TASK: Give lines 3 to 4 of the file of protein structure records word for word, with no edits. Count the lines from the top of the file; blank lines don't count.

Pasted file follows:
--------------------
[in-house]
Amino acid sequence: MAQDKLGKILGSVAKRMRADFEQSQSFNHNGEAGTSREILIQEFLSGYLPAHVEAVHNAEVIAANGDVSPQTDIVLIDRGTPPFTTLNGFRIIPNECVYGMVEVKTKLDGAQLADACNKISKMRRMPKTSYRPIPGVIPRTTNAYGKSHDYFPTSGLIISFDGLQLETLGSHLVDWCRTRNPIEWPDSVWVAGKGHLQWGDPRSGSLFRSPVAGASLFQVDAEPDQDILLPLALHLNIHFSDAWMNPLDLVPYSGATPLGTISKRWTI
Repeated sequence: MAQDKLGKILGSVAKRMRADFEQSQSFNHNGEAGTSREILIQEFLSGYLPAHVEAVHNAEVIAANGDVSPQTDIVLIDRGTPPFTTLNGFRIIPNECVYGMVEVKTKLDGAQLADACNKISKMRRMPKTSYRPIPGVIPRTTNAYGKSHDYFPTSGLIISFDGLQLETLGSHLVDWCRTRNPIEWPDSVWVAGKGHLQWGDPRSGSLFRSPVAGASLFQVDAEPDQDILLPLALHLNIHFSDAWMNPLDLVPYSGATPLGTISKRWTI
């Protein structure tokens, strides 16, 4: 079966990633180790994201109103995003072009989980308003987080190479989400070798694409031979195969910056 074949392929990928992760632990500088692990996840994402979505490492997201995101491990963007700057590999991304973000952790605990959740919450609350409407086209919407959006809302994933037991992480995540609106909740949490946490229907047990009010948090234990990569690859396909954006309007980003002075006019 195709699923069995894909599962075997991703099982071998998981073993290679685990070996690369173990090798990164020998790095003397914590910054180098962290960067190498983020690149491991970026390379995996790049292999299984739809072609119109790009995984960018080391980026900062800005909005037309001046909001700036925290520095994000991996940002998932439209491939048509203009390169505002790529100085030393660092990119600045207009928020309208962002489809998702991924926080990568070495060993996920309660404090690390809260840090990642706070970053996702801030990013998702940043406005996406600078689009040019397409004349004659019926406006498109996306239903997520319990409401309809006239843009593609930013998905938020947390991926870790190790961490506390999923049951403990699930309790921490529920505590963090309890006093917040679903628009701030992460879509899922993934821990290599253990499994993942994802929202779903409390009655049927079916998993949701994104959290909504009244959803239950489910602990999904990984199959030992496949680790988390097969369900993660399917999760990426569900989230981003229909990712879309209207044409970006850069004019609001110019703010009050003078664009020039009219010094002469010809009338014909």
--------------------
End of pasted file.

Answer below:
Repeated sequence: MAQDKLGKILGSVAKRMRADFEQSQSFNHNGEAGTSREILIQEFLSGYLPAHVEAVHNAEVIAANGDVSPQTDIVLIDRGTPPFTTLNGFRIIPNECVYGMVEVKTKLDGAQLADACNKISKMRRMPKTSYRPIPGVIPRTTNAYGKSHDYFPTSGLIISFDGLQLETLGSHLVDWCRTRNPIEWPDSVWVAGKGHLQWGDPRSGSLFRSPVAGASLFQVDAEPDQDILLPLALHLNIHFSDAWMNPLDLVPYSGATPLGTISKRWTI
């Protein structure tokens, strides 16, 4: 079966990633180790994201109103995003072009989980308003987080190479989400070798694409031979195969910056 074949392929990928992760632990500088692990996840994402979505490492997201995101491990963007700057590999991304973000952790605990959740919450609350409407086209919407959006809302994933037991992480995540609106909740949490946490229907047990009010948090234990990569690859396909954006309007980003002075006019 195709699923069995894909599962075997991703099982071998998981073993290679685990070996690369173990090798990164020998790095003397914590910054180098962290960067190498983020690149491991970026390379995996790049292999299984739809072609119109790009995984960018080391980026900062800005909005037309001046909001700036925290520095994000991996940002998932439209491939048509203009390169505002790529100085030393660092990119600045207009928020309208962002489809998702991924926080990568070495060993996920309660404090690390809260840090990642706070970053996702801030990013998702940043406005996406600078689009040019397409004349004659019926406006498109996306239903997520319990409401309809006239843009593609930013998905938020947390991926870790190790961490506390999923049951403990699930309790921490529920505590963090309890006093917040679903628009701030992460879509899922993934821990290599253990499994993942994802929202779903409390009655049927079916998993949701994104959290909504009244959803239950489910602990999904990984199959030992496949680790988390097969369900993660399917999760990426569900989230981003229909990712879309209207044409970006850069004019609001110019703010009050003078664009020039009219010094002469010809009338014909």